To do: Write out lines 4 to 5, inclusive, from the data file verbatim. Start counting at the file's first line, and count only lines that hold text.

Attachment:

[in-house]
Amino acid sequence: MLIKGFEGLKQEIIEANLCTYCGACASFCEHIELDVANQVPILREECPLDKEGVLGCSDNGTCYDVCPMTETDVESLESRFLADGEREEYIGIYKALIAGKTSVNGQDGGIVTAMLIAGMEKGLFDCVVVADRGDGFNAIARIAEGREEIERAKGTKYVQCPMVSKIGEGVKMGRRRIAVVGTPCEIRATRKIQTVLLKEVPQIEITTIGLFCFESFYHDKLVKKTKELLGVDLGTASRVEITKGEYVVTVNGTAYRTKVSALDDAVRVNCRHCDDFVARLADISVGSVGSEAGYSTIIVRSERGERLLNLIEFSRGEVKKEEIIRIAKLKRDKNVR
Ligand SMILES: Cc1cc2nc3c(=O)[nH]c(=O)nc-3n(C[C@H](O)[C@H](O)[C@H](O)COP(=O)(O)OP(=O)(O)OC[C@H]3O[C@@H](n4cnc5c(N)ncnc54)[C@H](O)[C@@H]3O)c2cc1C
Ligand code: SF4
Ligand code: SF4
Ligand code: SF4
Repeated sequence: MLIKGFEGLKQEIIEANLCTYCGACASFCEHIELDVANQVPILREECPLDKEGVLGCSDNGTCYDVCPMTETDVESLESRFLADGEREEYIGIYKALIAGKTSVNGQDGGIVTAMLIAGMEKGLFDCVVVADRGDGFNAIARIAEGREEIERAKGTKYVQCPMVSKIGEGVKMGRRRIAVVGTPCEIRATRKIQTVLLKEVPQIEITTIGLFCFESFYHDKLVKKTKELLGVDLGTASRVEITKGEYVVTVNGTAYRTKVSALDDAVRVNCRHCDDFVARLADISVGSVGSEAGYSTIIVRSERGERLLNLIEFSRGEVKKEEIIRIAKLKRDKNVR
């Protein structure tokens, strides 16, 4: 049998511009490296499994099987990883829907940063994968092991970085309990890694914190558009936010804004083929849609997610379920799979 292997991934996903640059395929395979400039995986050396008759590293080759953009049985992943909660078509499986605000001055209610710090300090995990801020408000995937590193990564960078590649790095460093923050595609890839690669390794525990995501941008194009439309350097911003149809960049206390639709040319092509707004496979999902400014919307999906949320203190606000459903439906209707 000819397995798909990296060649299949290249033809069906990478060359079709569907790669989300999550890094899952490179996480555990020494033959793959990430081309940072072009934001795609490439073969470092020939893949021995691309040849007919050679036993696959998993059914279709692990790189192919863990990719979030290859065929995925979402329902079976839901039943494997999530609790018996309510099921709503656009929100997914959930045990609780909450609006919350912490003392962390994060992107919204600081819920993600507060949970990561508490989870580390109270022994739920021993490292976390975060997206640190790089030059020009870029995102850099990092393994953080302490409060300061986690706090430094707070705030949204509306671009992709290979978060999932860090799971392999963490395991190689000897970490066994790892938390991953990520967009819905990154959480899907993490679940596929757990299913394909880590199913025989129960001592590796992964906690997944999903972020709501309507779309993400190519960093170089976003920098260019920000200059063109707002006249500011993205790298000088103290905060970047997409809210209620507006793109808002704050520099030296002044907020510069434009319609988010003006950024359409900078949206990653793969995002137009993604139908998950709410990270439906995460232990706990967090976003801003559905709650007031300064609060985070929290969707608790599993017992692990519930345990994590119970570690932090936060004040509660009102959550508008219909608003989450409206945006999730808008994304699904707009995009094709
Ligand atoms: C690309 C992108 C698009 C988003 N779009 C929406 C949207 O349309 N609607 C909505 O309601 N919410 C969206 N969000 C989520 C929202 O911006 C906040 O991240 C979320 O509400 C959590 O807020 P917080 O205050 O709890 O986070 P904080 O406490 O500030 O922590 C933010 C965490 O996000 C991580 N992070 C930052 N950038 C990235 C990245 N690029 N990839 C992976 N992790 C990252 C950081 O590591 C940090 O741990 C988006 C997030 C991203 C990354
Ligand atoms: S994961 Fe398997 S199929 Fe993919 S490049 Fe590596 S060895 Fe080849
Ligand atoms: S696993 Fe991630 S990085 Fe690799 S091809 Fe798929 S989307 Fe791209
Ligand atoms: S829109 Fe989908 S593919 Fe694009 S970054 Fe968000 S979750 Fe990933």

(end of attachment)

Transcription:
Ligand code: SF4
Ligand code: SF4